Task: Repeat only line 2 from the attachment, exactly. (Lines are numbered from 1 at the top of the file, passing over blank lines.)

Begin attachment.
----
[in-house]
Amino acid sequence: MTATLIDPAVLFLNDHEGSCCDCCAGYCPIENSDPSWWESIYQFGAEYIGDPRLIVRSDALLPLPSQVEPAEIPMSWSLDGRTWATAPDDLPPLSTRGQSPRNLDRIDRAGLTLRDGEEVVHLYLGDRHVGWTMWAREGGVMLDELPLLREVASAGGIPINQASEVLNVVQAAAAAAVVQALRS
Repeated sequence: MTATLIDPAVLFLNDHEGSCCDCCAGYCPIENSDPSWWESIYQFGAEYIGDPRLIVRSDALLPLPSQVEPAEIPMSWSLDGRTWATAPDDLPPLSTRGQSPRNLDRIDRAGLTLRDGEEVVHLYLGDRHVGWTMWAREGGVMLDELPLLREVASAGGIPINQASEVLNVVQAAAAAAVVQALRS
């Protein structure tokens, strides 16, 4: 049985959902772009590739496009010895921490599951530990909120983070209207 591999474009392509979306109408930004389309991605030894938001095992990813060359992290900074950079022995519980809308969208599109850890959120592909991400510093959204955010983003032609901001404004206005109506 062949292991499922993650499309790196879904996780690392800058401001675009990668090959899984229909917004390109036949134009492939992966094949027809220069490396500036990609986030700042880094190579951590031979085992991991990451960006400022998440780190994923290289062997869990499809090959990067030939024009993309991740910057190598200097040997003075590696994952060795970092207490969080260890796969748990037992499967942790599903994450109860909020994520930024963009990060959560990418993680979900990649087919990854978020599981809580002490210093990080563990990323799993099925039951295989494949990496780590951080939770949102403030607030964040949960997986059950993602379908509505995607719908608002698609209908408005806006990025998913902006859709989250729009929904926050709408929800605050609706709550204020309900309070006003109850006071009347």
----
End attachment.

Amino acid sequence: MTATLIDPAVLFLNDHEGSCCDCCAGYCPIENSDPSWWESIYQFGAEYIGDPRLIVRSDALLPLPSQVEPAEIPMSWSLDGRTWATAPDDLPPLSTRGQSPRNLDRIDRAGLTLRDGEEVVHLYLGDRHVGWTMWAREGGVMLDELPLLREVASAGGIPINQASEVLNVVQAAAAAAVVQALRS